This is Mount Douglas an extinct volcano. It is very clearly visible on the far horizon from Homer. We flew across the Cook Inlet directly at it then buzzed it several times.

This is Mount Augustine a very active volcano; in fact it's venting in this shot. You can see it in the map below.

This is Mount Augustine a very active volcano; in fact it’s venting in this shot. You can see it in the map below.

Hallo Bay has become so famous for its bears that the Walt Disney movie (called, appropriately) “Bears” and released this last spring of 2014, was shot mostly in Hallo Bay. Find more info on the shooting of the film here: http://homernews.com/homer-features/arts/2013-04-10/hallo-bay-camp-featured-in-disney-production
This is the mother bear and one of her cubs from the Disney movie "Bears," that was just released. I got a LOT closed than this to them!!!!!

This is the mother bear and one of her cubs from the Disney movie “Bears,” that was just released. I got a LOT closed to them!!!!! They shot the movie last summer, now the cub is a one year old. In the movie there were three cubs, but two of them have since died.

Some of it was shot at Brooks Falls and other places in the Katmai NP but mostly it was shot here. The star of the movie is a female and her three cubs. She was back again this year so I have many shots of her. Two of her cubs died their first year but one is still left and I have shots of it with his mom. A mortality rate of 50% for cubs is typical; mainly they are killed by the male bears.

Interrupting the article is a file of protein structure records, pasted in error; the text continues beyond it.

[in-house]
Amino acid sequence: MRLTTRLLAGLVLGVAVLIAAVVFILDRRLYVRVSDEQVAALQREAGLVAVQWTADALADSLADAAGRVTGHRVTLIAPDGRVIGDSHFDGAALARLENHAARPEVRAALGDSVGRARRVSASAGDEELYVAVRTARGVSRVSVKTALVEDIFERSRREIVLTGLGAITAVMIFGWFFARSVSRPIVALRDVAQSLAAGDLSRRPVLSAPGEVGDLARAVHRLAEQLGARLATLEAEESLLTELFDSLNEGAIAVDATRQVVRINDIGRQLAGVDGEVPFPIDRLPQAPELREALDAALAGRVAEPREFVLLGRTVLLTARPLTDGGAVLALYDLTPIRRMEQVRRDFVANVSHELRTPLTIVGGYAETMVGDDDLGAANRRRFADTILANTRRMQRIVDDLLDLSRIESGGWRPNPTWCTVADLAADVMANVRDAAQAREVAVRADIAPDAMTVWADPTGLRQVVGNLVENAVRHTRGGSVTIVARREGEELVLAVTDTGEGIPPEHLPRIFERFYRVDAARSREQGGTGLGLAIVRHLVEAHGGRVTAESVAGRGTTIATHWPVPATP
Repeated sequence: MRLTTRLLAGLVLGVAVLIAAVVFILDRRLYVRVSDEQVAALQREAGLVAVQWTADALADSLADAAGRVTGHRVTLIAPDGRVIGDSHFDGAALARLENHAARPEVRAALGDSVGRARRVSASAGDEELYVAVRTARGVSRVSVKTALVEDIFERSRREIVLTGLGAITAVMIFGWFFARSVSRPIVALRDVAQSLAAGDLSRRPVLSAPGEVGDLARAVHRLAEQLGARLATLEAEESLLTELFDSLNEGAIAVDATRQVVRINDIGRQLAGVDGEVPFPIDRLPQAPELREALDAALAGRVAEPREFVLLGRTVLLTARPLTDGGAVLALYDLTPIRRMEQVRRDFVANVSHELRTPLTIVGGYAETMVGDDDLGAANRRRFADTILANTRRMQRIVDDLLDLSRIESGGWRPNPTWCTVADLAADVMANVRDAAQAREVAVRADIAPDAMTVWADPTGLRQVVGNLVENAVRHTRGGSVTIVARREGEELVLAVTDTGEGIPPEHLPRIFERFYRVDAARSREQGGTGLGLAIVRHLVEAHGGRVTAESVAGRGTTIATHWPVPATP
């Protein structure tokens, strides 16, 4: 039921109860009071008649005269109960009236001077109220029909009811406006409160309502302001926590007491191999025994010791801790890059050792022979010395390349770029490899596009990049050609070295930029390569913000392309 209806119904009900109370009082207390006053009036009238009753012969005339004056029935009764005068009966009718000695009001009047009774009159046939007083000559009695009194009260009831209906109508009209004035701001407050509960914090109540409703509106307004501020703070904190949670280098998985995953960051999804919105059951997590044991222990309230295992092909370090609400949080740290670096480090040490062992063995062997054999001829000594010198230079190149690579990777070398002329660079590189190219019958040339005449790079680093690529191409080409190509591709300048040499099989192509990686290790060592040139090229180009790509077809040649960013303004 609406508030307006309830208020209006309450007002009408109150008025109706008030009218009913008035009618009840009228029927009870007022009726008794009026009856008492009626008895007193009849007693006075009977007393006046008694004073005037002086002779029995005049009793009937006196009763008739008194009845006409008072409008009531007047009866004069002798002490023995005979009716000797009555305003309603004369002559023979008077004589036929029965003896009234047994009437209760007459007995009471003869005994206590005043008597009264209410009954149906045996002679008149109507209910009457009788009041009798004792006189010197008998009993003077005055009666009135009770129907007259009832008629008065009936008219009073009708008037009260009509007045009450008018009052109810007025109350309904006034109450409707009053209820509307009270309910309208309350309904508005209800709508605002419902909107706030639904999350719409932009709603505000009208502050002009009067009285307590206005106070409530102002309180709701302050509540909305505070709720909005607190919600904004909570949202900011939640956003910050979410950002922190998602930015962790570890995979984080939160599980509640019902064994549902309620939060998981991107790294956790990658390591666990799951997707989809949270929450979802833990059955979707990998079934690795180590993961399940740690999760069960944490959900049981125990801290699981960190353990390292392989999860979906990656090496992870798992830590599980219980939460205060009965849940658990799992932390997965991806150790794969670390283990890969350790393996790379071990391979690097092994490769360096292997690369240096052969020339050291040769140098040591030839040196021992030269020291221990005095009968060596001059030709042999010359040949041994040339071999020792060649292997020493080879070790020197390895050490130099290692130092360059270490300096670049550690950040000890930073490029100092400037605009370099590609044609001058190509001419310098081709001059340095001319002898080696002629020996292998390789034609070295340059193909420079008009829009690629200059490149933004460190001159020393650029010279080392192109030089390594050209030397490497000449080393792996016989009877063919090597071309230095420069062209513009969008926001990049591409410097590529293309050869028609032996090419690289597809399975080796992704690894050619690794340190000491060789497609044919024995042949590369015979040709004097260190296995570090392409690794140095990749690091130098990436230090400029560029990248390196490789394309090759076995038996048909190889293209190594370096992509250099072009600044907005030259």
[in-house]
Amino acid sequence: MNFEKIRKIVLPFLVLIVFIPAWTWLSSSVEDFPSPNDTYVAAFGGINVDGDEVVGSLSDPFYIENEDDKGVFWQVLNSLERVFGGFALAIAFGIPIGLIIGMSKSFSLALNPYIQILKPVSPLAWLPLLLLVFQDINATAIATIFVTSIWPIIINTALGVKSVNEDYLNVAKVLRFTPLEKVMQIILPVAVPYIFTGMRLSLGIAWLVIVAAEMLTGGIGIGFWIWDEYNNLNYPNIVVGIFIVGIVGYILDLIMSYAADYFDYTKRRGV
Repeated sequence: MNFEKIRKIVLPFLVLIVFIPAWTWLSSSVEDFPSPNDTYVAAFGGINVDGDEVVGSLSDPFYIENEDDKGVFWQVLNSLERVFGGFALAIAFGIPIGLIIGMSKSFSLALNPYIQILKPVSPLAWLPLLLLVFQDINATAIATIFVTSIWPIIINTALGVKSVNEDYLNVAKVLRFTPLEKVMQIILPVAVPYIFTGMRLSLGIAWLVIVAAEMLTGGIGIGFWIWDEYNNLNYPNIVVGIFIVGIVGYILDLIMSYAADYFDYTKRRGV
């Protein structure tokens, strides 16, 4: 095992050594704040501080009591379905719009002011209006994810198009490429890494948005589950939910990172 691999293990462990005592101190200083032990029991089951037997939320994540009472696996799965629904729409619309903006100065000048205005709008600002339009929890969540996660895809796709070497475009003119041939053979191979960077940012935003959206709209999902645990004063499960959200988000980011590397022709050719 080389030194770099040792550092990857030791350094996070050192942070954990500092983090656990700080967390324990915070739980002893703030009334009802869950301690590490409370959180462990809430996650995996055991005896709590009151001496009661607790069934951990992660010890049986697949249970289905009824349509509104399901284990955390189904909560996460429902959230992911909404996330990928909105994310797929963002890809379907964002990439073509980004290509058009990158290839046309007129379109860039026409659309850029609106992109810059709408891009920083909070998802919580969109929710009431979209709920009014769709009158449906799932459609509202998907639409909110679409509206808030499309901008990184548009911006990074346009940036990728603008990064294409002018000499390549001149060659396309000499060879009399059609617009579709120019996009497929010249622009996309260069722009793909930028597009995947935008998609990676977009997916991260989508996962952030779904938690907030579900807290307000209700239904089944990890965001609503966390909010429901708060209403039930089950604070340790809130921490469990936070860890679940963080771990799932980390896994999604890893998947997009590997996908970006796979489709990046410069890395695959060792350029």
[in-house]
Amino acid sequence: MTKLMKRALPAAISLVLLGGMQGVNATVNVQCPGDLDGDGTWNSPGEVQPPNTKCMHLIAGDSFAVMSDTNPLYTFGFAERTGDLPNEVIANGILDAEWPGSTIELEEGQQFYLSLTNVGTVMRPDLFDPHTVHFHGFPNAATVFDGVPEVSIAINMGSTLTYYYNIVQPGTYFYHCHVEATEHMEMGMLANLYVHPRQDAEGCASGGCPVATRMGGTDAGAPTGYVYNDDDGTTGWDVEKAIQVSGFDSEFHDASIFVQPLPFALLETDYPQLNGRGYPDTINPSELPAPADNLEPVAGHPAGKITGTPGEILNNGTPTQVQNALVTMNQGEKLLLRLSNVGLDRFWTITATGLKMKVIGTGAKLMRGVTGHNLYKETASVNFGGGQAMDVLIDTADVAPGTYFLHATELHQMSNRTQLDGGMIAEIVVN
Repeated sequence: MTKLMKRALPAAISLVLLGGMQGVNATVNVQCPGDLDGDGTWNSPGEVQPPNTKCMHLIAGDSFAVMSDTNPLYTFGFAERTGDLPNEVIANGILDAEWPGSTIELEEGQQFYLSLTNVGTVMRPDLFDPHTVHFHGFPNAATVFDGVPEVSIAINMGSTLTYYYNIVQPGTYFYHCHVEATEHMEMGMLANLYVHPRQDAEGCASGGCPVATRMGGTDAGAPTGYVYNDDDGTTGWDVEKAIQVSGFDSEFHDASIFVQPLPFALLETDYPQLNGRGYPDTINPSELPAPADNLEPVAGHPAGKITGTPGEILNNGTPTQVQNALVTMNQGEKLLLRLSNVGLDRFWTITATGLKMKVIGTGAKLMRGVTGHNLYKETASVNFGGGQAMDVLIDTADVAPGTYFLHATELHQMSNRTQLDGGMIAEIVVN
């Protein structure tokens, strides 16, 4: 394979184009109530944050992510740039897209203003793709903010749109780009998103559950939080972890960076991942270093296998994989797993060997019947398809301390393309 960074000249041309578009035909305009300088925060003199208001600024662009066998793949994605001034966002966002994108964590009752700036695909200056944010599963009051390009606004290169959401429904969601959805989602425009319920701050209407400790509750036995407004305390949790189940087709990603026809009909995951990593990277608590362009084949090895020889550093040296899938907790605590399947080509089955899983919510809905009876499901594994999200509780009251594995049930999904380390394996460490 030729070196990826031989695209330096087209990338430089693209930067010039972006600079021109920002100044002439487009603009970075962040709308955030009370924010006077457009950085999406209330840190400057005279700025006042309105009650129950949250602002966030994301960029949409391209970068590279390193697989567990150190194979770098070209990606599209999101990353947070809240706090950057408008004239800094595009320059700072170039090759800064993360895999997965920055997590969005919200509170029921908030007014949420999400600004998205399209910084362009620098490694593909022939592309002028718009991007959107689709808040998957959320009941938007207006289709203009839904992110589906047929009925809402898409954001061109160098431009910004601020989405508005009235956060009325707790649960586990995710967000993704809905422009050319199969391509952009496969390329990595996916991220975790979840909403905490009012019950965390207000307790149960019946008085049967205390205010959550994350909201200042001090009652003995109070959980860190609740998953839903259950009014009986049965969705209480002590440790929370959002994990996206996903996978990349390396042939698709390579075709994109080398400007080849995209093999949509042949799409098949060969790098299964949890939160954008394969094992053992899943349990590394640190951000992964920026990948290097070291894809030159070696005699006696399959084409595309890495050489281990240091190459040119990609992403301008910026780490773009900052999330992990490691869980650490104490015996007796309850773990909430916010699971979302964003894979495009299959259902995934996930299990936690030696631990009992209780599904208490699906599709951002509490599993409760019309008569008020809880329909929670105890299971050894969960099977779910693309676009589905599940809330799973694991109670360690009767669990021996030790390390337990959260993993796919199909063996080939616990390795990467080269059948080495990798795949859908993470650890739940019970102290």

The glacier on the flank of Mt. Douglass.

The glacier on the flank of Mt. Douglass.

So I signed up for a flight with Alaska Bear Adventures (http://www.alaskabearviewing.com/) for one of their 7 hour trips into Hallo Bay. Four hours of that time were flying to and from the Bay and then we were on the ground observing bears for three hours in Katmai NP. It cost $700 which is a lot of money but I thought it was a bargain! First, the flight over was just beautiful and worth quite a bit of money by itself. But then when we landed on the beach and headed out to find the bears something great became something truly astonishing.
This is the caldera on the peak of Mt. Douglass. While that looks like water, in fact is sulfuric acid.